| C++ Neural Networks and Fuzzy Logic |
by Valluru B. Rao
M&T Books, IDG Books Worldwide, Inc.
ISBN: 1558515526 Pub Date: 06/01/95
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In the last chapter, we presented an overview of different neural network models. In this chapter, we continue the broad discussion of neural networks with two important topics: Learning and Training. Here are key questions that we would like to answer:
There are many varieties of neural networks. In the final analysis, as we have discussed briefly in Chapter 4 on network modeling, all neural networks do one or more of the following :
A neural network, in any of the previous tasks, maps a set of inputs to a set of outputs. This nonlinear mapping can be thought of as a multidimensional mapping surface. The objective of learning is to mold the mapping surface according to a desired response, either with or without an explicit training process.
A network can learn when training is used, or the network can learn also in the absence of training. The difference between supervised and unsupervised training is that, in the former case, external prototypes are used as target outputs for specific inputs, and the network is given a learning algorithm to follow and calculate new connection weights that bring the output closer to the target output. Unsupervised learning is the sort of learning that takes place without a teacher. For example, when you are finding your way out of a labyrinth, no teacher is present. You learn from the responses or events that develop as you try to feel your way through the maze. For neural networks, in the unsupervised case, a learning algorithm may be given but target outputs are not given. In such a case, data input to the network gets clustered together; similar input stimuli cause similar responses.
When a neural network model is developed and an appropriate learning algorithm is proposed, it would be based on the theory supporting the model. Since the dynamics of the operation of the neural network is under study, the learning equations are initially formulated in terms of differential equations. After solving the differential equations, and using any initial conditions that are available, the algorithm could be simplified to consist of an algebraic equation for the changes in the weights. These simple forms of learning equations are available for your neural networks.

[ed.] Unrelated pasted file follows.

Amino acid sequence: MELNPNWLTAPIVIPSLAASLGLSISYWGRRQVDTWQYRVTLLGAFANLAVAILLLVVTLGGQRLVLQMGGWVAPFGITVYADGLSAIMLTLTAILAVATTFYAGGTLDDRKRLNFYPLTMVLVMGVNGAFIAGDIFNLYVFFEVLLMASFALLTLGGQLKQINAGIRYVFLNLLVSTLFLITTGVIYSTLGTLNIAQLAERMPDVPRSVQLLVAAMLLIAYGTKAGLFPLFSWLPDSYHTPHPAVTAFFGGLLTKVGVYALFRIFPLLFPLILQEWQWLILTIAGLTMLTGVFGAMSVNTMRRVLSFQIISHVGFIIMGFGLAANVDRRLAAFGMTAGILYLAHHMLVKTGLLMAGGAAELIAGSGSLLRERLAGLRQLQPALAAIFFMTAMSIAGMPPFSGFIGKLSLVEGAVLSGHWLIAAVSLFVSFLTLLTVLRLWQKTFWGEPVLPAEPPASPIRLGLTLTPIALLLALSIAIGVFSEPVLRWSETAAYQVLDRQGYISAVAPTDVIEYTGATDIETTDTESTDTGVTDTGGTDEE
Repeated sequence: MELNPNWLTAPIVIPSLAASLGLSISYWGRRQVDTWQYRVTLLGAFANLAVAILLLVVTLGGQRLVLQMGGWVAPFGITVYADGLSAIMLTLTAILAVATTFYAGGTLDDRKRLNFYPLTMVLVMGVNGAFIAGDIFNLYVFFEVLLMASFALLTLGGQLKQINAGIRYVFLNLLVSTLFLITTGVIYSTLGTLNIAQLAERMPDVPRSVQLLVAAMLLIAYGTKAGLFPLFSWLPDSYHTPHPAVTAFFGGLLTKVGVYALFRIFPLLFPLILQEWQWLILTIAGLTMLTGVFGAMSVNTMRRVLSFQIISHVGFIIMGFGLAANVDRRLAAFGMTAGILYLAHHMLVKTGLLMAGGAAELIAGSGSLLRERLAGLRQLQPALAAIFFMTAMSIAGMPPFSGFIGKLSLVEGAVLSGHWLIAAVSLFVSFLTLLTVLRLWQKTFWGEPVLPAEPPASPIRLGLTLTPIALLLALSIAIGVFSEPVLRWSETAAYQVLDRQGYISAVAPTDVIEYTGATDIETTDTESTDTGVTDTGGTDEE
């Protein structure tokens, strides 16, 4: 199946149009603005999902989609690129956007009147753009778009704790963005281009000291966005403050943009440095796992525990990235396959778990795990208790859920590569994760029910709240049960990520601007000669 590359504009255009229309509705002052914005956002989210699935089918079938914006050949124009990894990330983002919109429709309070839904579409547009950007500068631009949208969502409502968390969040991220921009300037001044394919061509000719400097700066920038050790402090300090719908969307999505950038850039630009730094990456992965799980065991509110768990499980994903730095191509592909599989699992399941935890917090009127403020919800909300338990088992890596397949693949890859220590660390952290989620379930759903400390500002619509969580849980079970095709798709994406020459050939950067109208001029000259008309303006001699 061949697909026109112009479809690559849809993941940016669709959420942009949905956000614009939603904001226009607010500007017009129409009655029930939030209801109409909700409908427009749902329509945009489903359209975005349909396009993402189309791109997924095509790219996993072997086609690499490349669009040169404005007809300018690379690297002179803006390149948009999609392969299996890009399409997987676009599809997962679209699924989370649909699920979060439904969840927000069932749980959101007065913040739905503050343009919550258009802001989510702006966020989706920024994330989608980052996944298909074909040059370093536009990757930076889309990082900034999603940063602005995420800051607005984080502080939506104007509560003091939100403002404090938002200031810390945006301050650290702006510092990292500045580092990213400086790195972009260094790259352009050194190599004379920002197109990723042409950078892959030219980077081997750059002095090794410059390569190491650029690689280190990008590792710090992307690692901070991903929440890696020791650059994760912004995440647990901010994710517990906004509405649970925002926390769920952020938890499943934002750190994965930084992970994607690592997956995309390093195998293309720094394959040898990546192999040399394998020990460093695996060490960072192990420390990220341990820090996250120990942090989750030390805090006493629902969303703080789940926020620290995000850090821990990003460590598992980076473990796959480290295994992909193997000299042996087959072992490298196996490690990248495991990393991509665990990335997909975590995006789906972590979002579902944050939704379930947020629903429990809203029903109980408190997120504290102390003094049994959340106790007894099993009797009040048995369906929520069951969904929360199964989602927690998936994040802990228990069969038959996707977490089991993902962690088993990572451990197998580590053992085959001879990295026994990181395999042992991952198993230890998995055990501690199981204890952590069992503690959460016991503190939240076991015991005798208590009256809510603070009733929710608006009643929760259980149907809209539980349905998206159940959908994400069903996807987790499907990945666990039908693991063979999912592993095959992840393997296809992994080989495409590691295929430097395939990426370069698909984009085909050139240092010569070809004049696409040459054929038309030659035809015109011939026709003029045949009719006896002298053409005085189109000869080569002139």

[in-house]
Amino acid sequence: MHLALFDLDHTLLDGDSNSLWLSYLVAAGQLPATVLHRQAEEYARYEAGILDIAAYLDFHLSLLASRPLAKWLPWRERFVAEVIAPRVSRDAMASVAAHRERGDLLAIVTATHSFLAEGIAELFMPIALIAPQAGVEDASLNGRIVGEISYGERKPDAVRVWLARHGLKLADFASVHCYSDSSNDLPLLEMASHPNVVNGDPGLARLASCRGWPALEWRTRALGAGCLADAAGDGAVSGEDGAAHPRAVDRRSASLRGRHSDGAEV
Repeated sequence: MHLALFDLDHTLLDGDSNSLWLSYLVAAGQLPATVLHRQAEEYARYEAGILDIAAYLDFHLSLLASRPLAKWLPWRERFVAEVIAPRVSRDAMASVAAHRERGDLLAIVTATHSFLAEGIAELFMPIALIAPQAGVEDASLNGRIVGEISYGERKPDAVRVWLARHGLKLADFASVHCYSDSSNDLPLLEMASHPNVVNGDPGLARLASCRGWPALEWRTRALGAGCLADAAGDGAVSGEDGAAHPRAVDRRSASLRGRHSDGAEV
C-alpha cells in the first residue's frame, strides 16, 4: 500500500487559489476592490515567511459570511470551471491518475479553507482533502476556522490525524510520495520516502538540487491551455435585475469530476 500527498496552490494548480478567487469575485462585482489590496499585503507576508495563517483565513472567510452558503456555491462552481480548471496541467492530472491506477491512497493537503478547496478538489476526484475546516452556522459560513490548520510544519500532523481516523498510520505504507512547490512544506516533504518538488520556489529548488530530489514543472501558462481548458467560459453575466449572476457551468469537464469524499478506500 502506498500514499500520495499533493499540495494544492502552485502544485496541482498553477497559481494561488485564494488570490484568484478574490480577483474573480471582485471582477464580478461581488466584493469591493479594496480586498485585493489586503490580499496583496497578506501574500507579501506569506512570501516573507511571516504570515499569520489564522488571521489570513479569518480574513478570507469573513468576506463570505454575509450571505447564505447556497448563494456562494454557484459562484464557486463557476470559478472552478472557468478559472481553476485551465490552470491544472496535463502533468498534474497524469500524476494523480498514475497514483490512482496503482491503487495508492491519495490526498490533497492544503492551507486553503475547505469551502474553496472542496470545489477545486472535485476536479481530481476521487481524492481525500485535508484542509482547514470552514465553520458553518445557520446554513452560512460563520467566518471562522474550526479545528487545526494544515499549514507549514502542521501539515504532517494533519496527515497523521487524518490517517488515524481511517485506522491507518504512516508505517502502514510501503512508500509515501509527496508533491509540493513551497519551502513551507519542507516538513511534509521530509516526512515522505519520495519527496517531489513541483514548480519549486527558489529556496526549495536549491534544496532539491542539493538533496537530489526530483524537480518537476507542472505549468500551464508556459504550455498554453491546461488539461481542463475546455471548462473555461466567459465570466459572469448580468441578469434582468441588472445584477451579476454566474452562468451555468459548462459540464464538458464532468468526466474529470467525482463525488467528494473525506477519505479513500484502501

At this point of our discussion you need to know what learning algorithms are available, and what they look like. We will now discuss two main rules for learningHebbian learning, used with unsupervised learning and the delta rule, used with supervised learning. Adaptations of these by simple modifications to suit a particular context generate many other learning rules in use today. Following the discussion of these two rules, we present variations for each of the two classes of learning: supervised learning and unsupervised learning.
Learning algorithms are usually referred to as learning rules. The foremost such rule is due to Donald Hebb. Hebbs rule is a statement about how the firing of one neuron, which has a role in the determination of the activation of another neuron, affects the first neurons influence on the activation of the second neuron, especially if it is done in a repetitive manner. As a learning rule, Hebbs observation translates into a formula for the difference in a connection weight between two neurons from one iteration to the next, as a constant [mu] times the product of activations of the two neurons. How a connection weight is to be modified is what the learning rule suggests. In the case of Hebbs rule, it is adding the quantity [mu]aiaj, where ai is the activation of the ith neuron, and aj is the activation of the jth neuron to the connection weight between the ith and jth neurons. The constant [mu] itself is referred to as the learning rate. The following equation using the notation just described, states it succinctly:
[Delta]wij = [mu]aiaj
As you can see, the learning rule derived from Hebbs rule is quite simple and is used in both simple and more involved networks. Some modify this rule by replacing the quantity ai with its deviation from the average of all as and, similarly, replacing aj by a corresponding quantity. Such rule variations can yield rules better suited to different situations.
For example, the output of a neural network being the activations of its output layer neurons, the Hebbian learning rule in the case of a perceptron takes the form of adjusting the weights by adding [mu] times the difference between the output and the target. Sometimes a situation arises where some unlearning is required for some neurons. In this case a reverse Hebbian rule is used in which the quantity [mu]aiaj is subtracted from the connection weight under question, which in effect is employing a negative learning rate.
In the Hopfield network of Chapter 1, there is a single layer with all neurons fully interconnected. Suppose each neurons output is either a + 1 or a 1. If we take [mu] = 1 in the Hebbian rule, the resulting modification of the connection weights can be described as follows: add 1 to the weight, if both neuron outputs match, that is, both are +1 or 1. And if they do not match (meaning one of them has output +1 and the other has 1), then subtract 1 from the weight.
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